Launch Slideshow

Stepped Buttresses for a Row House Basement

Stepped Buttresses for a Row House Basement

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    Ted Cushman

    Engineer Kathleen Dunne’s prescription for supporting a shared rubblestone foundation wall called for a stepped reinforced buttress, sloped at the bottom to leave existing bearing soil undisturbed, and braced at the toe by the new basement slab at the lowered floor level.

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    Jose Maldonado

    Workers excavate Brooklyn native soils by hand in the 100-year-old basement in preparation for forming and pouring center buttress sections. Corner buttresses are already in place.

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    Cramer Silkworth

    Workers place and tie rebar for buttress sections in a Brooklyn basement as part of a project to lower the basement floor. The buttress will stabilize the basement wall, which is shared with an adjacent dwelling.

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    Cramer Silkworth

    Workers assemble plywood forms in preparation for a concrete pour. The job was staged in order to maintain stability of the shared basement wall: end and center sections of the buttress were formed and placed first, then the center sections were excavated, formed, and poured.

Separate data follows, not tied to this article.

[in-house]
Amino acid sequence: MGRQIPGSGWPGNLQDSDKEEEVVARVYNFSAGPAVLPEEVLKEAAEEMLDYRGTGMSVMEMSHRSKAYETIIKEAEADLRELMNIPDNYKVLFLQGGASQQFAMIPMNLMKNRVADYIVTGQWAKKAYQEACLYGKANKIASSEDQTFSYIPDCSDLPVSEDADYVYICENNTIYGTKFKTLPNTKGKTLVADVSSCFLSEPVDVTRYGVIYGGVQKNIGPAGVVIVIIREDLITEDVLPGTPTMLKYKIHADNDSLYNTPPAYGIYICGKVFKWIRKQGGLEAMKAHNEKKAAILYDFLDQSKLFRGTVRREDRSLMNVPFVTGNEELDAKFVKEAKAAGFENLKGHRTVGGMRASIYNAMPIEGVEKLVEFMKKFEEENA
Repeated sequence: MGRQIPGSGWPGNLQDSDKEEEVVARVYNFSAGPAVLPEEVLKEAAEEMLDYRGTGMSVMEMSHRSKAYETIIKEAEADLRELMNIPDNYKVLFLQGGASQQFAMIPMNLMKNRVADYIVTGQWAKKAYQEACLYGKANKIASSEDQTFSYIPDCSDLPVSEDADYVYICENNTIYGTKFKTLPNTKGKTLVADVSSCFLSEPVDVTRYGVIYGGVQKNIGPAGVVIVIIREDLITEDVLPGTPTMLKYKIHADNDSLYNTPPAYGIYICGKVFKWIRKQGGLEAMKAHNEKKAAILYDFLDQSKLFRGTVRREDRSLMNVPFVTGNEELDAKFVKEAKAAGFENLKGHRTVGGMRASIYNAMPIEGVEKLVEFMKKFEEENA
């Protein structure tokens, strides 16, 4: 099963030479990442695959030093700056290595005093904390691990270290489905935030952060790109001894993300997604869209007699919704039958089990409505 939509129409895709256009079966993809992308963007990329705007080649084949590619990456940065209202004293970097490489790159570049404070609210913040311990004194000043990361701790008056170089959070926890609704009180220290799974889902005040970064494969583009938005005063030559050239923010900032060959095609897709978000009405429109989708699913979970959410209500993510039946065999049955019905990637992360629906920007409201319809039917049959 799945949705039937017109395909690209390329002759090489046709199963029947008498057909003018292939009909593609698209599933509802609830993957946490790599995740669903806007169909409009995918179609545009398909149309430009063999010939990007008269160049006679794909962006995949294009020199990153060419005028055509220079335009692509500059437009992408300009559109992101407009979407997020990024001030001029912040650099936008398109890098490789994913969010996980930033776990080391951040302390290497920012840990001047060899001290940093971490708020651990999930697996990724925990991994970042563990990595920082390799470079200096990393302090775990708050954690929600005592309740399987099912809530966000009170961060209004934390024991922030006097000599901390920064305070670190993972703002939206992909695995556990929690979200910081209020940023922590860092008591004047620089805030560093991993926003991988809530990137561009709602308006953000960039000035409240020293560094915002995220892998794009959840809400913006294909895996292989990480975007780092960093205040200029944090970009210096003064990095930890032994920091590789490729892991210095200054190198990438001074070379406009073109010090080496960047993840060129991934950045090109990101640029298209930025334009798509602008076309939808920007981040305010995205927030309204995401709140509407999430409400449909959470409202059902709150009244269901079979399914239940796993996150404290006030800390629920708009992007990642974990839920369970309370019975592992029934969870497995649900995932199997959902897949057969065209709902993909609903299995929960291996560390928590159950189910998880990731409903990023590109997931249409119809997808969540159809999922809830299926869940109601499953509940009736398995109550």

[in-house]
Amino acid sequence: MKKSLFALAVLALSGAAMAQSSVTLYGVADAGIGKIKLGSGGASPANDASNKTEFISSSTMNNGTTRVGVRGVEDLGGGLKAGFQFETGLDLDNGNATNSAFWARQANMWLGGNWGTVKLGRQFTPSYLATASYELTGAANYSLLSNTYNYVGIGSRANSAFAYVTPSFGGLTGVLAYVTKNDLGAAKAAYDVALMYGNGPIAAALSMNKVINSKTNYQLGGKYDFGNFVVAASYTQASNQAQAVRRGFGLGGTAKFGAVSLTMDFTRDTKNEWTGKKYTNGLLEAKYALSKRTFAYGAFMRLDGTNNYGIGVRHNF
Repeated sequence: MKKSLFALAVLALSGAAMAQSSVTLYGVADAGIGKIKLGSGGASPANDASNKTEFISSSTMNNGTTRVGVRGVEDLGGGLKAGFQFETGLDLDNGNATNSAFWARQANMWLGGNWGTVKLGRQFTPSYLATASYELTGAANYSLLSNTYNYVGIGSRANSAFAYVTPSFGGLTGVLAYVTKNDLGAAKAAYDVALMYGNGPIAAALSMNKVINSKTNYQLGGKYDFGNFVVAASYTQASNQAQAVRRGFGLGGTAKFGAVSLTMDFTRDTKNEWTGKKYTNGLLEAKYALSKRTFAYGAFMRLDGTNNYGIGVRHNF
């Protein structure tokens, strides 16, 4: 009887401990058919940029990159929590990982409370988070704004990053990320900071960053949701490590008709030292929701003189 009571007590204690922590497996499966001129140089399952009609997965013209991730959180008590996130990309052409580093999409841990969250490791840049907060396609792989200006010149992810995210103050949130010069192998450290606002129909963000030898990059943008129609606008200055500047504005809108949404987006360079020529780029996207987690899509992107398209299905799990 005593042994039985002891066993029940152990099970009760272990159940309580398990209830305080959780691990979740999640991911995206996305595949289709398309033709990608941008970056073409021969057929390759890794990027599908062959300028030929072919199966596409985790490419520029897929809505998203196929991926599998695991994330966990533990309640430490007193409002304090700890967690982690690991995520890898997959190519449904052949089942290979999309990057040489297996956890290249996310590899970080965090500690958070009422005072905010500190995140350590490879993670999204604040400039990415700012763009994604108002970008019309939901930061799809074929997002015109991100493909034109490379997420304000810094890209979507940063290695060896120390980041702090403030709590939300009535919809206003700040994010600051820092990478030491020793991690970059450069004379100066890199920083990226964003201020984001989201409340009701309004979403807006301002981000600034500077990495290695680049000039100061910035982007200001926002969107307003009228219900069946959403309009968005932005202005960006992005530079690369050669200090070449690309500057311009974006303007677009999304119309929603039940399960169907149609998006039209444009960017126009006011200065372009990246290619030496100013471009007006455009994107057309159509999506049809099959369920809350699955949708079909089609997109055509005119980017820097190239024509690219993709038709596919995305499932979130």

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    Jose Maldonado

    Concrete for the new buttress structure had to be pumped in from the street. Here, the concrete truck and pump truck are parked in front of the house.

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    Jose Maldonado

    Workers place concrete in the forms for a reinforcing buttress structure in the Brooklyn row house basement.

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    Jose Maldonado

    Concrete flows into the stepped forms for a reinforcing buttress. The concrete will set in contact with the existing foundation structure and undisturbed site soils, maintaining the stability of a common party wall that supports the project house as well as a neighboring dwelling.

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    Jose Maldonado

    Concrete curing in the stepped forms for a reinforced buttress designed to stabilize a common basement foundation wall. Once the new buttress cures, remaining soil in the basement can be excavated and a new concrete slab will be placed to brace the toe of the buttress structure and provide a floor for the new, lowered basement living space.

This winter and spring, JLC will be following a gut-renovation and Passive House deep energy retrofit carried out on a typical Brooklyn, New York brick row house. Here’s our first look at the job, starting not with the energy details, but with the foundation work. Thousands of historic homes in New York City were built shoulder to shoulder along city blocks, sharing common rubblestone basement foundation walls, along with shared brick or stone party walls that support floor and roof framing. When one of those basements is deepened, the city requires underpinning, or some equivalent solution, to support adjacent structures. In this photo series from contractor Jose Maldonado and Passive House consultant Cramer Silkworth, we see the steps involved in shoring and buttressing an existing row house foundation so that the basement floor can be lowered.